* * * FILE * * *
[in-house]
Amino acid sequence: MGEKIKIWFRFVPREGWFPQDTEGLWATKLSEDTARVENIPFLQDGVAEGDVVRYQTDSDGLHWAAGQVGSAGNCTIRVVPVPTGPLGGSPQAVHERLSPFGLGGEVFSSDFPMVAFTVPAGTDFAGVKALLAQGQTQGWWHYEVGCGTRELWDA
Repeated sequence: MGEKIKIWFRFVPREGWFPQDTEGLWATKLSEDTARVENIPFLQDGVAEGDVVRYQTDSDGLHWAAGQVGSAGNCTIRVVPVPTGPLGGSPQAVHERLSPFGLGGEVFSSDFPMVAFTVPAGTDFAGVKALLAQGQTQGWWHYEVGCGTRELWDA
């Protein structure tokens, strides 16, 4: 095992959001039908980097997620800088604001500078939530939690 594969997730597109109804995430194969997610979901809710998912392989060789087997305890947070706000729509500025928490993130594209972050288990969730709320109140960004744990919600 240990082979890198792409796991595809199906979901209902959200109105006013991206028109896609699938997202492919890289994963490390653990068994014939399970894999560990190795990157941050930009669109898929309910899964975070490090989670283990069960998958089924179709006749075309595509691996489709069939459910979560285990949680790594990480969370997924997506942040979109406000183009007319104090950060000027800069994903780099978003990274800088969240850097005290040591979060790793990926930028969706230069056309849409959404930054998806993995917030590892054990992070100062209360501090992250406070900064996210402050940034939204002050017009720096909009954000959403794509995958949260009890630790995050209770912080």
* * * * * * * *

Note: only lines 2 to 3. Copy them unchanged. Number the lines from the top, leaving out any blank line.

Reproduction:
Amino acid sequence: MGEKIKIWFRFVPREGWFPQDTEGLWATKLSEDTARVENIPFLQDGVAEGDVVRYQTDSDGLHWAAGQVGSAGNCTIRVVPVPTGPLGGSPQAVHERLSPFGLGGEVFSSDFPMVAFTVPAGTDFAGVKALLAQGQTQGWWHYEVGCGTRELWDA
Repeated sequence: MGEKIKIWFRFVPREGWFPQDTEGLWATKLSEDTARVENIPFLQDGVAEGDVVRYQTDSDGLHWAAGQVGSAGNCTIRVVPVPTGPLGGSPQAVHERLSPFGLGGEVFSSDFPMVAFTVPAGTDFAGVKALLAQGQTQGWWHYEVGCGTRELWDA